Parenting the "Little You"
Take a moment to remember yourself at 4-years-old. See the little you there, looking back at your grown-up self? This little person is who you parent everyday.
All of us carry with us a little suitcase from the past. Whether we remember our childhood fondly or painfully, we each bring our experiences as a young child into our parenting. And we do it more than we think.
No matter how blissful or painful our childhoods, we all have little pockets of sensitivities and hurts from our early experiences. Our little 4-year-old self hangs out inside of us, protected by our stronger grown-up self. But the pain, joy, desire, vulnerability, fear, and earnestness of our little self informs all we do….
especially our parenting.
Try on the idea that most of the time we are parenting our children how we wanted to be parented. We compensate for pain, fear, and disappointment we experienced as a child.
Take a look at how you might be over-compensating in your parenting to avoid passing on these old hurts to your little ones.
A little slow to say “no” because you felt too restricted and controlled as a kid?
Find it hard to ask for personal space from your kids because you felt isolated and alone as a child?
Experience your child’s crying as painful and unbearable because you cried alone too many times?
Find yourself being overly controlling because you longed for more structure and predictability as a child?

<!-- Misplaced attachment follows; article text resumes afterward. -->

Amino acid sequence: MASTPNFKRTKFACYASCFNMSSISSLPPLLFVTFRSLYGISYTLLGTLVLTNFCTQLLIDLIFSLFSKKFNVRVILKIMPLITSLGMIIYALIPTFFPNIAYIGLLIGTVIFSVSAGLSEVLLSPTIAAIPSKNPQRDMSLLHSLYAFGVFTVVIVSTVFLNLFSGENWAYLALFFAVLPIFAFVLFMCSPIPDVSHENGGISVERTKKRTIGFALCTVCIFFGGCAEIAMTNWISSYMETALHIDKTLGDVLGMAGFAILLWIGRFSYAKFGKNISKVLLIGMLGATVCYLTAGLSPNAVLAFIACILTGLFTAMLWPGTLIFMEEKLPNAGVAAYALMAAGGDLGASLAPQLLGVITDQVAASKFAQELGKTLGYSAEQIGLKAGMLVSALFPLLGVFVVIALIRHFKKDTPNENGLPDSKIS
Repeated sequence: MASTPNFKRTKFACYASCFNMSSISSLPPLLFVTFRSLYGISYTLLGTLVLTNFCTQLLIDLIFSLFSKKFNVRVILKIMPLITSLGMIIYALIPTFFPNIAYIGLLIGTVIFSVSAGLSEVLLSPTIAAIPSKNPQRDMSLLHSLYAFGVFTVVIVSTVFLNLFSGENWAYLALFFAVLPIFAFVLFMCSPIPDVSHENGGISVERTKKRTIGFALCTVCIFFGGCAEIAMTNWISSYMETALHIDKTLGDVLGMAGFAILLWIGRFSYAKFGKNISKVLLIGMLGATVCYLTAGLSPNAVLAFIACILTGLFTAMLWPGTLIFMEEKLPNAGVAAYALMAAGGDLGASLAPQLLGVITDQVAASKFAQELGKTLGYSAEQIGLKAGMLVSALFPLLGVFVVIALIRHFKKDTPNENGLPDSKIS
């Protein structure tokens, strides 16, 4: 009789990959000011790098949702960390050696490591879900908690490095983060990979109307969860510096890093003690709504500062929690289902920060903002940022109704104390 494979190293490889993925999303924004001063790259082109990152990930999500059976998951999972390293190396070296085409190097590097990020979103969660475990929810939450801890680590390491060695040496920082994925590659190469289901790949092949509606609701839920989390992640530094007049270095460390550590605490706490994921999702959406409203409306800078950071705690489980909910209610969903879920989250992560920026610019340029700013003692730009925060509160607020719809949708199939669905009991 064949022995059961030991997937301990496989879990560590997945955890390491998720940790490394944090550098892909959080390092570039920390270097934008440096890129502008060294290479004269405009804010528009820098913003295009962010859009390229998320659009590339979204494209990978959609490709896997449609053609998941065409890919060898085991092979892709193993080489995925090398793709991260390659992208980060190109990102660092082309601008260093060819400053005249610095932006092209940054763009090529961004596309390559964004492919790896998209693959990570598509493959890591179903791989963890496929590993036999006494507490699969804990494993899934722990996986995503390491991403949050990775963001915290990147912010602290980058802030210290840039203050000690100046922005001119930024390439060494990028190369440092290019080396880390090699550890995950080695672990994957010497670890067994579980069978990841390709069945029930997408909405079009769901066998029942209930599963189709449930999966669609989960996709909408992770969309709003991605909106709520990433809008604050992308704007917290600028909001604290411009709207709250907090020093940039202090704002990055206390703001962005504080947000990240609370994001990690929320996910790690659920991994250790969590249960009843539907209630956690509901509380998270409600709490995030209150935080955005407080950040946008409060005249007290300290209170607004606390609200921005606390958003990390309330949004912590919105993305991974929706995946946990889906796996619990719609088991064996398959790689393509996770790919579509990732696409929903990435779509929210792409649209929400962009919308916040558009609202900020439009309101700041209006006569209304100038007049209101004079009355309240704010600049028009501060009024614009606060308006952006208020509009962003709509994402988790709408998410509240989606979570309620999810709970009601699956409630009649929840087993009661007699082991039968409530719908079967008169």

By reflecting on our childhoods and asking ourselves…
“What would I like to do differently?”
“What would I like to do the same?”
…..we can design our own personal parenting style. We take what we liked from our parents and leave the rest behind. This is an important step in our growth and learning as parents.
Where it gets tricky is when we fail to see our child as a separate person from ourselves…..with different needs, different sensitivities, different fears. We are so busy avoiding what would hurt or scare us that we fail to see the person standing in front of us.
It takes active work to bring ourselves into the present every day and see our little person for who they are. Not an extension or version of ourselves, but a unique individual.
Our challenge is to not “know” our kids each day when we wake up. Be willing to be surprised. Be curious. Watch them and learn. You’ll feel less plugged-in and experience less tension, and your kids will feel “seen” in a new way.
The truth is, that’s really what we all wanted when we were 4-years-old ….to be “seen” for who we were and fully loved as that person. That need is still in our suitcase, even as grown-ups.
So, let’s unpack and try some things on….I hear the weather’s nice here.